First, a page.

And how did this miracle come about? Girlfriend, of course--the amazing woman who has been dating our brother-in-law for the last two years. She grew the tomatoes herself and remembered to have them on the Thanksgiving table. (I would love to grow them but we don't have enough sun.) Girlfriend has been my parking lot buddy at my new job (she's part-time, I'm part-time; she got me the duplicate parking sticker and so I can use her spot in the garage on her off days--a HUGE favor making my work life much easier). Girlfriend is always up for a trip to the shore and kindly included me and the boys when she had her week in her brother's shore house, even though it meant a ton more work for her, because she knows that I love the shore like she does. Girlfriend decides when my husband and I need a night off and descends with our brother-in-law and his younger son, who is worshipped by our boys so they don't even notice when we leave and have a night out. Girlfriend singlehandedly keeps three households running and still has a life. I am in awe of her energy and kindness. And I thrilled to say that last night they annouced: Girlfriend and brother-in-law are engaged.

For all of this, I am thankful. Whoever you are reading this, I hope you had much to be thankful for, too.

Wednesday, November 21, 2007

WFMW--writing in my cookbooks

Until I was in middle school, I had never seen a highlighter. Even after my friends had them, they seemed...suspicious, somehow. Who would mark up a book besides a delinquent who hated education? Especially with something that looked like it was really a magic marker in disguise, waiting to actually black out what it was supposed to highlight?

In our kitchen, there was a fantastic lucite cookbook stand, used to protect the cookbooks. Not that they were totally unmarked; my father used to put lipstick on me so I could put kisses in them, and every once in a while, he traced my hands or feet in the covers of the books to personalize them when they were presents for my mother. But the recipes themselves stayed safe behind clear plastic covers, just like the sofas at my great-aunts'.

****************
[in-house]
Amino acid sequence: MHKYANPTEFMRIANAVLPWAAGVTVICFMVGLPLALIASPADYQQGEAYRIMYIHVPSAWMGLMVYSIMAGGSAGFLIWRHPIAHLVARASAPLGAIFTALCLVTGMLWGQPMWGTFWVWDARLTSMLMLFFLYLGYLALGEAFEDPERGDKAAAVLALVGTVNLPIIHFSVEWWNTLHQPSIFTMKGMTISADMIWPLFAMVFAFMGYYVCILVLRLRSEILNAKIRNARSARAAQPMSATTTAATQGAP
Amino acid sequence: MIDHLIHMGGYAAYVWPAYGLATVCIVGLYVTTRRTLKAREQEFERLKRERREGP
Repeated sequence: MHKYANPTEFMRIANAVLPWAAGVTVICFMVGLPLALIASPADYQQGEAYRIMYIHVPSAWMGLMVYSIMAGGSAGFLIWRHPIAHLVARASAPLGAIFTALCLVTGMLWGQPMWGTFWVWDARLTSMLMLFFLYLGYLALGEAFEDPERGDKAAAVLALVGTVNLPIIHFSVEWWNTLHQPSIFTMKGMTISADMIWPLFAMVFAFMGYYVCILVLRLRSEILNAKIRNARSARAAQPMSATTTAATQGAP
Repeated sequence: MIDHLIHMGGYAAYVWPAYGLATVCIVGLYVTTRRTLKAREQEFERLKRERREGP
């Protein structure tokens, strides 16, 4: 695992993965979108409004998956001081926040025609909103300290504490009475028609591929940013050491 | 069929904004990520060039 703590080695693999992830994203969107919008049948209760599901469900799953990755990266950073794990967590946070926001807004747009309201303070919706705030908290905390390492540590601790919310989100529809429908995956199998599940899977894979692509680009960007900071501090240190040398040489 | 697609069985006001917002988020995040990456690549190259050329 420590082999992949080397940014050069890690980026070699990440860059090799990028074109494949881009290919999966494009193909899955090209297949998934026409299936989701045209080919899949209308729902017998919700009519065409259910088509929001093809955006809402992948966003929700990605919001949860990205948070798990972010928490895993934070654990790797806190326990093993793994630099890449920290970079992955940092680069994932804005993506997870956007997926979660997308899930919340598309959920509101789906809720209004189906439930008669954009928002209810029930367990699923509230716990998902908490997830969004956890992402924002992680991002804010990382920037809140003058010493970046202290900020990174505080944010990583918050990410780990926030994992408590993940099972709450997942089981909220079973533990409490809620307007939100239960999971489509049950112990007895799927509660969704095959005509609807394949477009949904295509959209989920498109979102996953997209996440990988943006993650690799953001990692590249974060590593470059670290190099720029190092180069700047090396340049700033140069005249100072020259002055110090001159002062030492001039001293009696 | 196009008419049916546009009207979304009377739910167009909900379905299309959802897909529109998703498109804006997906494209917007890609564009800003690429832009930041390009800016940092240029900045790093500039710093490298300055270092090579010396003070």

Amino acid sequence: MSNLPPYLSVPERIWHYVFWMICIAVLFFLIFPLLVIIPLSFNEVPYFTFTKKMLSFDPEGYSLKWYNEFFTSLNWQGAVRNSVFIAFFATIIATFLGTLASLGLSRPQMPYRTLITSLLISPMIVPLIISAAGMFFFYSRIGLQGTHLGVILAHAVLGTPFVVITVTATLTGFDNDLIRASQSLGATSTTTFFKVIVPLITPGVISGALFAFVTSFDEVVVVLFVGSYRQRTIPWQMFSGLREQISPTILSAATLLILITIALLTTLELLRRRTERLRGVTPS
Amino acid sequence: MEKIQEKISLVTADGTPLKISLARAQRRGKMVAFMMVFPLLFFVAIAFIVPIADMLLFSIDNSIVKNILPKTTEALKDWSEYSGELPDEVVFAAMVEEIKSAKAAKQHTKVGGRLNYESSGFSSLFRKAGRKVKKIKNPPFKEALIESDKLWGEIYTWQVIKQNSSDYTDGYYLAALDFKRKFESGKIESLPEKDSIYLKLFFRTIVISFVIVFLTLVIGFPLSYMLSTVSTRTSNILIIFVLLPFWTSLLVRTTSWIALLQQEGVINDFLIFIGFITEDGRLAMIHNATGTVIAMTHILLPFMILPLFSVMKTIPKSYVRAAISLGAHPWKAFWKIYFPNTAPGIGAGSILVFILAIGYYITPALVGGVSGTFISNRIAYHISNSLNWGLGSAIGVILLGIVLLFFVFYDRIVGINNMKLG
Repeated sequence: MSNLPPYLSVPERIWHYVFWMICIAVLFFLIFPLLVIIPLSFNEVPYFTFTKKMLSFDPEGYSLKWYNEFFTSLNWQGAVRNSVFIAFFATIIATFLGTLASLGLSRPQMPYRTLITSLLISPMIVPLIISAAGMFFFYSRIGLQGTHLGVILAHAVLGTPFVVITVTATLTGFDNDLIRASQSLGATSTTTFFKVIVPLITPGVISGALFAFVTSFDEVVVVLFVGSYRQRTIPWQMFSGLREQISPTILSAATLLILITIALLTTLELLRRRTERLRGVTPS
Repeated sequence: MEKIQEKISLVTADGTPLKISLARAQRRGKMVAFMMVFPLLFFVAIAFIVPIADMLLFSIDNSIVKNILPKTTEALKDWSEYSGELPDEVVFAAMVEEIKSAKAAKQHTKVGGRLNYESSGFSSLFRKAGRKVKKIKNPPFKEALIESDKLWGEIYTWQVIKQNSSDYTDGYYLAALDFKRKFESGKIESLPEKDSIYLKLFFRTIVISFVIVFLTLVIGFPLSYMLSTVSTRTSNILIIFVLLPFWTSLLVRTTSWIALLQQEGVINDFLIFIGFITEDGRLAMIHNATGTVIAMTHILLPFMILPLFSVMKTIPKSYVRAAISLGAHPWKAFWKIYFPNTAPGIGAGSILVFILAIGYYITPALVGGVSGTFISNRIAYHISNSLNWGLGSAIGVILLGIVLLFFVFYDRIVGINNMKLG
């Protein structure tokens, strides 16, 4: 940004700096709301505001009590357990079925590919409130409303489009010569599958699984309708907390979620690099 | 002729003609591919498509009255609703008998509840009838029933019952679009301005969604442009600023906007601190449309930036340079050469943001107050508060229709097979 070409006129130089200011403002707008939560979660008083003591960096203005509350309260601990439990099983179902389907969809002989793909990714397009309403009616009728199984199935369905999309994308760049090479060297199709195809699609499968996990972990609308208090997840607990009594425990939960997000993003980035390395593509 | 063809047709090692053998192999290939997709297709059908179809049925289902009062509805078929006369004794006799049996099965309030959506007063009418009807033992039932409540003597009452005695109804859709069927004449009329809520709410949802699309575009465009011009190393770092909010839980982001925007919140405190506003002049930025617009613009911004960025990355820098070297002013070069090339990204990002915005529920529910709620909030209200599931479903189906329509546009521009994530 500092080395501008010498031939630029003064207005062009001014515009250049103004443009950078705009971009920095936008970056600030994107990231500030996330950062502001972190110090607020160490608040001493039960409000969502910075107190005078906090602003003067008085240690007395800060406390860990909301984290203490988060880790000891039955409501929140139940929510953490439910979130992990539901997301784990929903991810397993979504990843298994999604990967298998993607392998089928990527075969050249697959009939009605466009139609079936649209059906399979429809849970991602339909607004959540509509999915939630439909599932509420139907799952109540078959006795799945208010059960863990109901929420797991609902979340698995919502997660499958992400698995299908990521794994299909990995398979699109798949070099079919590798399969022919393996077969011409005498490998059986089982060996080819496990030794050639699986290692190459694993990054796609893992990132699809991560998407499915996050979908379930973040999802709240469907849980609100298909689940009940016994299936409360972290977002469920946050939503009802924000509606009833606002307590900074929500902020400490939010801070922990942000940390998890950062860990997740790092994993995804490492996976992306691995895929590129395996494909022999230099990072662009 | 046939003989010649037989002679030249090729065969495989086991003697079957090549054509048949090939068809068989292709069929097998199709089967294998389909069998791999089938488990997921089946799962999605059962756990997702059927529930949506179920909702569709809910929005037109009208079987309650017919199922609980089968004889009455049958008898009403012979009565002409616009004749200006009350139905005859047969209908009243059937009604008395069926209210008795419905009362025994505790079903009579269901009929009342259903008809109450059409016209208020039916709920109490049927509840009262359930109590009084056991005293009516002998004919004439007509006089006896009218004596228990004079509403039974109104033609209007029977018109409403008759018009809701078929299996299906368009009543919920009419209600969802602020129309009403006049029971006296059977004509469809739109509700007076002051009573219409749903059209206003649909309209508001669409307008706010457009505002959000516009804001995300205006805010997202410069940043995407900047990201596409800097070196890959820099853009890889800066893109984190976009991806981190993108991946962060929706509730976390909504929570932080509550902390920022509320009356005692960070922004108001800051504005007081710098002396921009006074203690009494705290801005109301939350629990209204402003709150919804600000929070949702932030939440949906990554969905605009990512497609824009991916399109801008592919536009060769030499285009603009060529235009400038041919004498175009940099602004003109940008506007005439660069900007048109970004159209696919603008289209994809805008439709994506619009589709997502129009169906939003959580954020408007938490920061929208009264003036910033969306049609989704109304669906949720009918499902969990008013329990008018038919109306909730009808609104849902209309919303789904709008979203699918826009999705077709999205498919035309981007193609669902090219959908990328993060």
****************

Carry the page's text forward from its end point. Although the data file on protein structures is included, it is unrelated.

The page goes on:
Once my mother died unexpectedly, I came in to a mountain of cookbooks, all of them used, and every bookmark was a mystery. Was this one of those dishes I liked and just never knew what it was called? Or something my dad wanted my mom to try but since she knew better than he did that he hated candied apples she wisely just kept marked but knew she'd never make? I felt truly lost--I knew the tastes of my childhood were locked in those books, but where?

Well, somewhere after I moved out of the house, my mother either lost her disdain for writing in books, or privately saw it as a secret thrill, or found it more reliable than hoping that bookmarks stayed where they belonged. In some of the books she used more often at the end of her life, there were notes in the margins, ingredients crossed out, directions tweaked, proportions corrected. One recipe noted my boss really liked it when she sent it in with me once for the office--only later to have "WHO CARES?!?!?!" written in big letters with lots of punctuation (after, I suspect, I was passed over for a promotion she--and I--thought I deserved). A recipe for ricotta cake called for some citrus zest. Mom had question marks and the word "never!" written next to that. And so forth and so on.